It was again a disappointing season for Stoke as a number of players started voicing their displeasure at manager Bob McGrory's strict discipline. A number of players handed in transfer requests as discomfort began to affect the club. Results on the pitch were inconsistent and a mid table finish of 11th was the final outcome.
A strange feeling of disharmony set in at the Victoria Ground prior to the start of the 1948–49 season and Stoke received a number of transfer requests from players on the slightest whim. The previous season's main signings Jimmy McAlinden and Tommy Kiernan both departed after just a year with the club losing around £2,000 on the pair. The only other player whose wish to leave was accepted was Bert Mitchell. The 4 December 1948 was Stoke's red letter day as they fielded a team against Blackpool that cost a mere £10 and with all of them from the Stoke-on-Trent area. The only blotch on the claim however is that Frank Mountford was born in Doncaster but he moved to Stoke when he was about three years old.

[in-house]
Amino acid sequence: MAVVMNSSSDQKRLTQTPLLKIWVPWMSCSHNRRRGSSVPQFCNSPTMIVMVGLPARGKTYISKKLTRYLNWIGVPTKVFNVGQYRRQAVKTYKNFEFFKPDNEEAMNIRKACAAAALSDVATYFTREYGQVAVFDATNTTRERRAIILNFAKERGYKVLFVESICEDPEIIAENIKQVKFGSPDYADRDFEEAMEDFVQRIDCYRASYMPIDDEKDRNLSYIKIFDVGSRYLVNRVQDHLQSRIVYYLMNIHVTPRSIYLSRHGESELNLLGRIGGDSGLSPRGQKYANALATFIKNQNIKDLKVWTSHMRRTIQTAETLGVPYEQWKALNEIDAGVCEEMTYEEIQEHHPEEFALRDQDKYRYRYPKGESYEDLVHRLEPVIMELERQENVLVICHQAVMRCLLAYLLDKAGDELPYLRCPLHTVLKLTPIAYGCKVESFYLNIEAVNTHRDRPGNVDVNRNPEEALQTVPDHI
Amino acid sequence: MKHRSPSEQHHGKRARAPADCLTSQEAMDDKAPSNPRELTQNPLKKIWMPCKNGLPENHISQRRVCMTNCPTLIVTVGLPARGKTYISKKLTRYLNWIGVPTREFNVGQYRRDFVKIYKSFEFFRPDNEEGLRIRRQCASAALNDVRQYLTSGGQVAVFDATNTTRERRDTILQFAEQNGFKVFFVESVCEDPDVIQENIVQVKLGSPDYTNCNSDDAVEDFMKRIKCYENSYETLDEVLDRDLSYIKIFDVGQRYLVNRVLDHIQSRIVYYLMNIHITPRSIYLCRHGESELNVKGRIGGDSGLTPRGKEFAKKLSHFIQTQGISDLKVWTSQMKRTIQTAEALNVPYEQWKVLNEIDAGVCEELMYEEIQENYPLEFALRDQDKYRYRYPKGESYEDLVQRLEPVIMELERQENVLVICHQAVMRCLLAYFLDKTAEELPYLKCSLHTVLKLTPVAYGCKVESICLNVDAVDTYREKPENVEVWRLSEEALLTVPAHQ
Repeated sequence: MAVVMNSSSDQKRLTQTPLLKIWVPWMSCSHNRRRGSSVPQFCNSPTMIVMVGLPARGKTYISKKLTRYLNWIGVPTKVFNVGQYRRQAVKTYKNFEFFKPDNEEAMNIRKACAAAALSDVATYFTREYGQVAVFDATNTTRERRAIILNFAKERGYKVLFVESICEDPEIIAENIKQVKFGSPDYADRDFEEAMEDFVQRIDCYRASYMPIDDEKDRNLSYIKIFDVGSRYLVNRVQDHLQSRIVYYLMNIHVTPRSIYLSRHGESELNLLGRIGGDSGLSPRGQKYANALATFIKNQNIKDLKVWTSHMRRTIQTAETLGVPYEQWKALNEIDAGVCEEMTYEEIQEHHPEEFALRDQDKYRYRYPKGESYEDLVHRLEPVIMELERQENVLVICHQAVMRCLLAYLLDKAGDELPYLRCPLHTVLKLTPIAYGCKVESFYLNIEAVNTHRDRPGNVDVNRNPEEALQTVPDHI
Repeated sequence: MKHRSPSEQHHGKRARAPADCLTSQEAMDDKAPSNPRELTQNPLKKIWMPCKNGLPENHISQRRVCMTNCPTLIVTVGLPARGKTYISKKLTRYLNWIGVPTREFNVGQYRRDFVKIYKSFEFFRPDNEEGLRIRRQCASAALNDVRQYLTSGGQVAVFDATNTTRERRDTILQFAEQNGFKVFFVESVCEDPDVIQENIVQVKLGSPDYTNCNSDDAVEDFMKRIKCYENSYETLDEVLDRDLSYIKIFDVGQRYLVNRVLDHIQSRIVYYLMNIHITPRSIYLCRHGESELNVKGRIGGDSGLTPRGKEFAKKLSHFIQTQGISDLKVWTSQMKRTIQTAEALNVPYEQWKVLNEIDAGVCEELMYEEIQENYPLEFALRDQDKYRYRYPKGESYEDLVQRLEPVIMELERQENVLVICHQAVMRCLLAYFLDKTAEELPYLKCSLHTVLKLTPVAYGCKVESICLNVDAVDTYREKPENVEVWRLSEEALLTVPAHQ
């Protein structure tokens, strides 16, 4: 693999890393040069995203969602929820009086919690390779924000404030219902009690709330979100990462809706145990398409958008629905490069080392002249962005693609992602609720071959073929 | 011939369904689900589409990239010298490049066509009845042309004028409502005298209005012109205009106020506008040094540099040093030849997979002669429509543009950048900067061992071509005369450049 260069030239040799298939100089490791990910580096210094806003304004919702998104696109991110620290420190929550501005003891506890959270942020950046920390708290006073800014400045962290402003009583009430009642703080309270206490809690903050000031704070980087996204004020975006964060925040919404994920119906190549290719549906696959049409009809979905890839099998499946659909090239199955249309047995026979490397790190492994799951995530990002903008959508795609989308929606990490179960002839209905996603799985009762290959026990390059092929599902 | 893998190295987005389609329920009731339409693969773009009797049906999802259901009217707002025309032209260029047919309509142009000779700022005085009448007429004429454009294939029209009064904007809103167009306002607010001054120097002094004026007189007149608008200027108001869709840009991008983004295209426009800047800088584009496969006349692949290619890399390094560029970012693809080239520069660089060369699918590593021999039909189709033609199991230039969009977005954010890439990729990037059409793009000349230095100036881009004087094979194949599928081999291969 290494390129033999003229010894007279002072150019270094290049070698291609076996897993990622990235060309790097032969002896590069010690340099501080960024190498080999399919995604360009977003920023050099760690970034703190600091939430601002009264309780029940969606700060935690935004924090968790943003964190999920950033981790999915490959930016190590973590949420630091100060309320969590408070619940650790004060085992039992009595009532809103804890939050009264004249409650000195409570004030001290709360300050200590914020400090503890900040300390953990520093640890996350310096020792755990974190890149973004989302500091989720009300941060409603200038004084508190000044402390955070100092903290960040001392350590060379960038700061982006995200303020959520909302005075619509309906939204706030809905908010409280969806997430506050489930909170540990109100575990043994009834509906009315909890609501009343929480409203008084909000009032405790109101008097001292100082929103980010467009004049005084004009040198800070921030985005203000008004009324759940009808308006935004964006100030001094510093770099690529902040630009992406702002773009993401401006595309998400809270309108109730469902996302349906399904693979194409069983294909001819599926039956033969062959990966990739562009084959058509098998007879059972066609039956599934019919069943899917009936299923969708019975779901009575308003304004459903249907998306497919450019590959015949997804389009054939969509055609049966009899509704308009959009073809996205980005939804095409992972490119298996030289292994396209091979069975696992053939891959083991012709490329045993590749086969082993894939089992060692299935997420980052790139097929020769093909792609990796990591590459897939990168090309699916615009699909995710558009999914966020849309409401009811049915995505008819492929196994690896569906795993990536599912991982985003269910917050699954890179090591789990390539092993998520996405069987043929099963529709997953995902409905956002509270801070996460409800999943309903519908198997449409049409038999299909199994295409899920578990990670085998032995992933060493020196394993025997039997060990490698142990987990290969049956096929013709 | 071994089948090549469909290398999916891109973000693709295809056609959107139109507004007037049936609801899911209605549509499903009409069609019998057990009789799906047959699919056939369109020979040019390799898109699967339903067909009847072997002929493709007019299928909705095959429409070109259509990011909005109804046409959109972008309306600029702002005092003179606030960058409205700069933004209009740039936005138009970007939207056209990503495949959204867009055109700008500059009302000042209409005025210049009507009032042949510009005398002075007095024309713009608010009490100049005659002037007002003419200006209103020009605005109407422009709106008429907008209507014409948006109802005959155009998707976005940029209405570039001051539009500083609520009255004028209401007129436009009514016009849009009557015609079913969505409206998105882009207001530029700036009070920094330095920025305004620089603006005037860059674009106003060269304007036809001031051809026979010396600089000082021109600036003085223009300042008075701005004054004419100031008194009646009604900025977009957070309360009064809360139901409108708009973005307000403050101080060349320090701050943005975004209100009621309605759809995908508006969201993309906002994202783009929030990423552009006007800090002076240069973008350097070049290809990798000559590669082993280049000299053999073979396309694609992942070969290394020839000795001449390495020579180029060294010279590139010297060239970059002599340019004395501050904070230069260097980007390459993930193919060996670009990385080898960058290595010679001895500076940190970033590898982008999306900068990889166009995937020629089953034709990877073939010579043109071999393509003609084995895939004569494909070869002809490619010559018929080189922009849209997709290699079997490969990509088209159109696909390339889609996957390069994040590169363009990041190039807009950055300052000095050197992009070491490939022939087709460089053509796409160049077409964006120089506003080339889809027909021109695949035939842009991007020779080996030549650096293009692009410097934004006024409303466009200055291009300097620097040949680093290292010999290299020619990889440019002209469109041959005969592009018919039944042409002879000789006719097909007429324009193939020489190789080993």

A mid table position of 11th was all that Stoke could have expected from an inconsistent season with 16 wins and 17 defeats. One key point during the season was manager Bob McGrory's decision to employ Frank Bowyer as an out-and-out centre forward and he scored 21 goals. Surprisingly, when the campaign ended Bowyer asked for a transfer which was accepted but he soon had a change of heart and would remain at the club until 1960.
Stoke beat Swindon Town 3–1 in the third round before being drawn against Stanley Matthews' Blackpool. Stoke overcame the "Tangerines" 1–0 in a replay. Around 46,738 fans assembled to watch Stoke take on Third Division Hull City but much to the shock of the Stoke supporters, Hull won 2–0 on an awful Victoria Ground pitch.